Justice Department raided the Gibson Guitar factory in Nashville.
a Gibson press release:
On August 24, 2011, around 8:45 a.m. CDT, agents for the federal government executed
four search warrants on Gibson's facilities in Nashville and Memphis and seized
several pallets of wood, electronic files and guitars. Gibson had to cease its
manufacturing operations and send workers home for the day, while armed agents
executed the search warrants. Gibson has fully cooperated with the execution of
the search warrants.
This actually happened once before:
In 2009, more than a dozen agents with automatic weapons invaded the Gibson factory
in Nashville. The Government seized guitars and a substantial amount of ebony
fingerboard blanks from Madagascar. To date, 1 year and 9 months later, criminal
charges have NOT been filed, yet the Government still holds Gibson's property.
is the Justice Department invading Gibson's factory and seizing its property,
without filing any charges? Do they think illegal materials might be hidden inside
the guitars? Or, given recent history, were they trying to hide illegal guns inside
guitars headed for Mexico?
No, this is all about the wood the guitars are made from. As the Wall Street Journal
The question in the first raid seemed to be whether Gibson had been buying illegally
harvested hardwoods from protected forests, such as the Madagascar ebony that
makes for such lovely fretboards. And if Gibson did knowingly import illegally
harvested ebony from Madagascar, that wouldn't be a negligible offense. Peter
Lowry, ebony and rosewood expert at the Missouri Botanical Garden, calls the Madagascar
wood trade the "equivalent of Africa's blood diamonds." But with the new raid,
the government seems to be questioning whether some wood sourced from India met
every regulatory jot and tittle. [A jot and a tittle are small marks put in Hebrew
text to clarify the true meaning.]
What jots and tittles would those be? This isn't some kind of environmental crisis.
I don't suppose Gibson's musician clientele would tolerate one of those. According
to the Gibson statement:
The wood the Government seized on August 24 is from a Forest Stewardship Council
certified supplier and is FSC Controlled, meaning that the wood complies with
the standards of the Forest Stewardship Council, which is an industry-recognized
and independent, not-for-profit organization established to promote responsible
management of the world's forests. FSC Controlled Wood standards require, among
other things, that the wood not be illegally harvested and not be harvested in
violation of traditional and civil rights. Gibson has a long history of supporting
sustainable and responsible sources of wood and has worked diligently with entities
such as the Rainforest Alliance and Greenpeace to secure FSC certified supplies.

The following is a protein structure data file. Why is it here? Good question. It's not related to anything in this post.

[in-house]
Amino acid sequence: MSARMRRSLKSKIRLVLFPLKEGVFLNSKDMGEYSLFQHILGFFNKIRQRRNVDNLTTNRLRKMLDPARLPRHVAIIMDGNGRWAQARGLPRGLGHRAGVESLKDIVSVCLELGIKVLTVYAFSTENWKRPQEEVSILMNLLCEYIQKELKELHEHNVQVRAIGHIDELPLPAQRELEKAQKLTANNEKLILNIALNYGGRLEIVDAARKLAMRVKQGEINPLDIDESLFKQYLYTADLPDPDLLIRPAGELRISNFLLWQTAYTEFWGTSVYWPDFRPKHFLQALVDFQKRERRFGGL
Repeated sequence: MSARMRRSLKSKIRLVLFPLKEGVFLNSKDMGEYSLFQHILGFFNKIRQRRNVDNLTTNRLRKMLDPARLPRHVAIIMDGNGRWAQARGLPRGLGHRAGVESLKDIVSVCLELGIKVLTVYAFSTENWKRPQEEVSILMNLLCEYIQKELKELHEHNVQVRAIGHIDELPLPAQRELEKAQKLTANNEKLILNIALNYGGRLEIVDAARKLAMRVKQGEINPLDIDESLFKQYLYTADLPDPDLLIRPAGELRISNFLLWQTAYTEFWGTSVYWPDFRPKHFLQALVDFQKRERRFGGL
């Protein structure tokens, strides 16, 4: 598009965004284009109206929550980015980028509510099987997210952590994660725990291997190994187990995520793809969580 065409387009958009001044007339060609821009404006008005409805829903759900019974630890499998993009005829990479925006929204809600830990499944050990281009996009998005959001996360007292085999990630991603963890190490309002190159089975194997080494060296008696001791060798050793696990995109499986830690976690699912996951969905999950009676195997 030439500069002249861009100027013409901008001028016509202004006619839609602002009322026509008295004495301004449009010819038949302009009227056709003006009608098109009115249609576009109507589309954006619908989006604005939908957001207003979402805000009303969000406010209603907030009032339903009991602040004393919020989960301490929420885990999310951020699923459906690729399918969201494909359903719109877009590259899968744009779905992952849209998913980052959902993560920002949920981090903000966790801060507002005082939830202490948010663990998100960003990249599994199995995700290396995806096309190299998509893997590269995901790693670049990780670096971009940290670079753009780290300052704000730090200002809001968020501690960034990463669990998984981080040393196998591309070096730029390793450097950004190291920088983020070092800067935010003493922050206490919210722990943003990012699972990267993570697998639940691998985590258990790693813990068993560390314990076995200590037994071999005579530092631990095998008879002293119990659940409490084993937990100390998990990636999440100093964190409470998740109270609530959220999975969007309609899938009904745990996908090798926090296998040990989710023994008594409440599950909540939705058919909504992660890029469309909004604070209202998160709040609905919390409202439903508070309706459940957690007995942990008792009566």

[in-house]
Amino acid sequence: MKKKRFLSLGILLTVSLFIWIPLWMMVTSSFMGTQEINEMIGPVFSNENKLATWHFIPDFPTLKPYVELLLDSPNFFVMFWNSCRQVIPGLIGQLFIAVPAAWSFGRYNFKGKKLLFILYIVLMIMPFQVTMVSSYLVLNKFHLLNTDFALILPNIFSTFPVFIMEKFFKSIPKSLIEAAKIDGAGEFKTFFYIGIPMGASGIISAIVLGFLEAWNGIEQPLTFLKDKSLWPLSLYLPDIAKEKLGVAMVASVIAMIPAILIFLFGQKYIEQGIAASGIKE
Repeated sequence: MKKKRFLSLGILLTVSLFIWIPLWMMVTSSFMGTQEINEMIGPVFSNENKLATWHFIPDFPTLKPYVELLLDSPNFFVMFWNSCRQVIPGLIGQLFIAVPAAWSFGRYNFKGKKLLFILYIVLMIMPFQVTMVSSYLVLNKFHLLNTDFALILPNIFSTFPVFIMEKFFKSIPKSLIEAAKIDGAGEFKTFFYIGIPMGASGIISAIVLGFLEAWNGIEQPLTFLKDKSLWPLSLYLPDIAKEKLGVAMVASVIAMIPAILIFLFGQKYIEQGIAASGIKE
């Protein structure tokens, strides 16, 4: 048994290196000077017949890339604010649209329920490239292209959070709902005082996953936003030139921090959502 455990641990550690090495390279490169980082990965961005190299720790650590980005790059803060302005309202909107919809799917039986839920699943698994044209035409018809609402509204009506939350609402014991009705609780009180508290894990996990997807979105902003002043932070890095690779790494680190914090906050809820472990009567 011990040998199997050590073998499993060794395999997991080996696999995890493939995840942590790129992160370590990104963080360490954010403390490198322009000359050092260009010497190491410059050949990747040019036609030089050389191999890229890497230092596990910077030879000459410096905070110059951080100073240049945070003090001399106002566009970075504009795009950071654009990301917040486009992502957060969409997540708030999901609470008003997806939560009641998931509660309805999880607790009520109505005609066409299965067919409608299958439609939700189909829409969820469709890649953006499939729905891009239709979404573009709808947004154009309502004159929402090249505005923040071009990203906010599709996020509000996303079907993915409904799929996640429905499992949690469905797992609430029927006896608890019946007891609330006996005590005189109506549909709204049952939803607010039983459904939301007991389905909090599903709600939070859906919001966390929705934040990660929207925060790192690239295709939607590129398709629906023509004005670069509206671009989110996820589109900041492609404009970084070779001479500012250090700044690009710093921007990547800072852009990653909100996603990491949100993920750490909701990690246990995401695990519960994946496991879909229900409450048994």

The wood seized on August 24 satisfied FSC standards.
Well, it's all about the Lacey Act, which the Memphis Daily News tells
us "does not directly address conservation issues, but is about obeying all laws
of the countries from which wood products are procured." In other
words, if you're going to buy wood from India, you have to be in full compliance
with Indian law.
Which Indian law did Gibson allegedly violate? Gibson Guitar CEO Henry Juszkiewicz
told the Memphis Daily News the government refuses to explain the charges
But Gibson's CEO says his company has not been told what it did wrong and that
he assumes the allegation is that some of the wood being used to manufacture the
company's guitars is illegal.
"Everything is sealed. They won't tell us anything," Juszkiewicz said, never raising
his voice but pulling no punches in his defense of the storied guitar maker.
However, a Reuters report includes some speculation that it might be a weird Justice
Department interpretation of a law the Indian government has not asked the American
government to enforce:
"(The government) has suggested that the use of wood from India that is not finished
by Indian workers is illegal, not because of U.S. law, but because it is the Justice
Department's interpretation of a law in India," Juszkiewicz said.
If the same wood from the same tree was finished by Indian workers, the material
would be legal, he said.
In an affidavit, agent John Rayfield of the US Fish and Wildlife Service said
US Customs agents in June detained a shipment of sawn ebony logs from India.
The paperwork accompanying the shipment identified it fraudulently as Indian ebony
fingerboards for guitars and it did not say it was going to Gibson, the affidavit
In July, agents observed Indian ebony and rosewood delivered to a storage facility
for Gibson, according to the affidavit, which asked permission to seize Gibson's
Juszkiewicz vented his frustrations to the Memphis Daily News:
"The federal bureaucracy is just out of hand," Juszkiewicz said. "And it seems
to me there's almost a class warfare of companies versus people, rich versus poor,
Republicans versus Democrats … and there's just a lack of somebody that stands
up and says, 'I'm about everyone. I'm really about America and doing what's good
for the country and not fighting these little battles.'"
"We feel totally abused. We believe the arrogance of federal power is impacting
me personally, our company personally and the employees here in Tennessee, and
it's just plain wrong."
I can't imagine why we have stagnant GDP growth and chronic high
unemployment! The Obama Administration is actively at war with every business
they don't choose to subsidize.